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The Take

The Take: With Sanford Scandal, GOP's Long Winter Gets Longer

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By Dan Balz
Thursday, June 25, 2009

Mark Sanford's summer adventure to Argentina -- no, he was not hiking the Appalachian Trail, as his aides incorrectly told reporters -- is now a full-fledged personal and family embarrassment, a story of infidelity followed by a public confession of the kind that has become all too familiar from political leaders.

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But Sanford's story is more than personal. For a Republican Party down on its luck, the governor's disappearance and subsequent rambling apology to his wife, his family, his close friends and all the people of South Carolina draw more unwelcome publicity to a party that needs but cannot seem to get any good news.

Coming a week after Sen. John Ensign (R-Nev.) admitted to an extramarital affair, the scandal will impact the Republicans in several ways. First, it further damages the GOP brand, potentially driving away more voters or at least making it more difficult to win back some of those who abandoned the party in the past two elections. Second, it could disillusion social and religious conservatives -- a critically important part of the Republican coalition -- who may now wonder whether those who share the Republican label truly share their values. Third, the Sanford saga removes one more new-generation GOP leader from the field of prospective 2012 candidates, adding to doubts about the strength of the party's bench.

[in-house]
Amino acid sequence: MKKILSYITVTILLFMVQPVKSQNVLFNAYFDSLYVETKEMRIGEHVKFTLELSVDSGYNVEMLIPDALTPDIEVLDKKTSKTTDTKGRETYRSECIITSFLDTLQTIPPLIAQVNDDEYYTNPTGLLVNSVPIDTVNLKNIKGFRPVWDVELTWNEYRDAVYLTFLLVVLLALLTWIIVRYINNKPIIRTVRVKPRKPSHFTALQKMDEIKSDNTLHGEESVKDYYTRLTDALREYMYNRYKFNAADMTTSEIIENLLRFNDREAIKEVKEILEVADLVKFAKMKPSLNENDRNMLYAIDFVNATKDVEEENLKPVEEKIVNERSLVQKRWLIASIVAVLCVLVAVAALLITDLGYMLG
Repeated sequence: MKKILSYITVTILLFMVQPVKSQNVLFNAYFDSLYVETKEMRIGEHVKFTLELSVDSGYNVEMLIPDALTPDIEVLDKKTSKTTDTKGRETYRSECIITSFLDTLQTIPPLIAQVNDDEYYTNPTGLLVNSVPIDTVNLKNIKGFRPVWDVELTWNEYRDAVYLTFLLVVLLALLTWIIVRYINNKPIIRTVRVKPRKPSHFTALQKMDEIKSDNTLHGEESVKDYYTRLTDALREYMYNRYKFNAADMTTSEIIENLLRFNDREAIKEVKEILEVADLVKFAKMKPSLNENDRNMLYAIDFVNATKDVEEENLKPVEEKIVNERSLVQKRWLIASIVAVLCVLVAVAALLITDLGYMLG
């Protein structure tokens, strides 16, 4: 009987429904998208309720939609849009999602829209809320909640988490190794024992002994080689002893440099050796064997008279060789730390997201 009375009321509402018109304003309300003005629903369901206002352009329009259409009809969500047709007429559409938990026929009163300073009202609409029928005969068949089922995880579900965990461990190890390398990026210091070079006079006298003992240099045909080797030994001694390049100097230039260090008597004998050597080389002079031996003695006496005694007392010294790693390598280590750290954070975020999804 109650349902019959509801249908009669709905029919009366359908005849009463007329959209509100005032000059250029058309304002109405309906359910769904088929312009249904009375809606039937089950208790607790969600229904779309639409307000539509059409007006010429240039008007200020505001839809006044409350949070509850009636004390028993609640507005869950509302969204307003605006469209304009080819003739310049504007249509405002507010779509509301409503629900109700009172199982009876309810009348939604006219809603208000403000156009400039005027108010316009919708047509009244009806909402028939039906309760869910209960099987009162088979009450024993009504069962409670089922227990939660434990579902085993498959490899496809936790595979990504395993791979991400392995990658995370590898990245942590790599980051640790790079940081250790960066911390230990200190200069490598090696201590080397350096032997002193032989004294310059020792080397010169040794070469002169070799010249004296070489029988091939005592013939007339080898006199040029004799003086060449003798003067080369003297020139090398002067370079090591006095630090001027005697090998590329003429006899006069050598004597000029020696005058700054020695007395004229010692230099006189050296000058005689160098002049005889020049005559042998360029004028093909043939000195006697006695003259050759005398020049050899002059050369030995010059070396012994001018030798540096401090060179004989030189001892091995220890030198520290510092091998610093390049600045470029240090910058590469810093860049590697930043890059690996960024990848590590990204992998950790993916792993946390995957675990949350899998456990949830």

For Republicans, the long winter continues. "It's bad news," said Peter Wehner, a former Bush White House adviser, of the back-to-back confessions by Sanford and Ensign. "It reflects on them individually, but it reflects on the party. The Democrats are vulnerable on a number of areas, including scandals. They've had their own on a range of issues. But if you accept as I do that the Republican brand is hurt, this does more damage to it."

John Weaver, a longtime GOP strategist, said: "The voters have chosen new management [in the White House] for a reason, and this just reinforces it. It just makes the hill a little steeper for us." Looking toward 2012, Weaver joked, "At this rate, if you're a junior Jaycees president in Memphis, you could be in line for the nomination."

Republicans in Congress have been trying to develop a more effective response to President Obama and the Democrats, and there is a sense among some GOP lawmakers and strategists that they have slowly begun to identify the president's vulnerabilities. But polls show that Republicans have made little progress since the election. The latest Washington Post-ABC News survey found Republicans lower in favorability than at any point since the early 1990s. Obama enjoys huge advantages in public trust.

Some political strategists question how Republicans can get traction when two pillars of their message -- family values and fiscal rectitude -- have been undermined by errant politicians' transgressions, and by the collective failure of GOP leaders to control spending when they held the White House and Congress.